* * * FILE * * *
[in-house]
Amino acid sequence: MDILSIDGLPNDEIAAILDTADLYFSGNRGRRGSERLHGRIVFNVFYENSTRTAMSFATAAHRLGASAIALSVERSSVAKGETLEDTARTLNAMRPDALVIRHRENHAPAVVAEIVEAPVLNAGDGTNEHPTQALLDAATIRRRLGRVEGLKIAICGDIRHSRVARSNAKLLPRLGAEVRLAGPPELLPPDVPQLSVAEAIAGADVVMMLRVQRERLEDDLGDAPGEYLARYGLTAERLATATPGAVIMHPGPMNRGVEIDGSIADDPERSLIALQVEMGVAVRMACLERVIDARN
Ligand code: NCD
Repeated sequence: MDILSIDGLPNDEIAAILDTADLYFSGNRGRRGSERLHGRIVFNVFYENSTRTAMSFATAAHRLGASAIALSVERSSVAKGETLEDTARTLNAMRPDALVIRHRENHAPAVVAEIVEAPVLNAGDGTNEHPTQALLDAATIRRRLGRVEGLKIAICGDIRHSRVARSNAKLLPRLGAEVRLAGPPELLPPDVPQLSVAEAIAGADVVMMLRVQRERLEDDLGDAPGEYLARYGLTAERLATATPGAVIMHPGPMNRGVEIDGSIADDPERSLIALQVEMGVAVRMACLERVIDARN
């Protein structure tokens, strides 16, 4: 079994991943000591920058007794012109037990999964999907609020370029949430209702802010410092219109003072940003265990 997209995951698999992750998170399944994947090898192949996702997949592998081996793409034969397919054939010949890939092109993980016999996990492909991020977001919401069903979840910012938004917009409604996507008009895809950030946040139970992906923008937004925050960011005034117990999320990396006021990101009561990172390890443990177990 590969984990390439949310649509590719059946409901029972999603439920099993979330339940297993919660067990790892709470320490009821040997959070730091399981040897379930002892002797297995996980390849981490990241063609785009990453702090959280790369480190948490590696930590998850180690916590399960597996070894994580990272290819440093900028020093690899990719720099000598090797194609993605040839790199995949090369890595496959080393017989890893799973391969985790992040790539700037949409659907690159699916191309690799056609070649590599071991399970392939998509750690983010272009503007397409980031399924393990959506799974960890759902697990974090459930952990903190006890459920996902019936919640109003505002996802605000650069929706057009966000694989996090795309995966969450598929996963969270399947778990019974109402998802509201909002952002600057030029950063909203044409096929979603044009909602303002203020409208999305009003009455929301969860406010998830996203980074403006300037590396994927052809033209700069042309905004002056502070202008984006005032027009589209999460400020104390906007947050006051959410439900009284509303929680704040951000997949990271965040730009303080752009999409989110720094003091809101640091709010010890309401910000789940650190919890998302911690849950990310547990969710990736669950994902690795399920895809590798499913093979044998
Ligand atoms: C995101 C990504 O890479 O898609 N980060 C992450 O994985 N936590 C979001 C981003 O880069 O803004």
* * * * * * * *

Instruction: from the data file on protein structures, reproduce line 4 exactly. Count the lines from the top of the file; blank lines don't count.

Repeated sequence: MDILSIDGLPNDEIAAILDTADLYFSGNRGRRGSERLHGRIVFNVFYENSTRTAMSFATAAHRLGASAIALSVERSSVAKGETLEDTARTLNAMRPDALVIRHRENHAPAVVAEIVEAPVLNAGDGTNEHPTQALLDAATIRRRLGRVEGLKIAICGDIRHSRVARSNAKLLPRLGAEVRLAGPPELLPPDVPQLSVAEAIAGADVVMMLRVQRERLEDDLGDAPGEYLARYGLTAERLATATPGAVIMHPGPMNRGVEIDGSIADDPERSLIALQVEMGVAVRMACLERVIDARN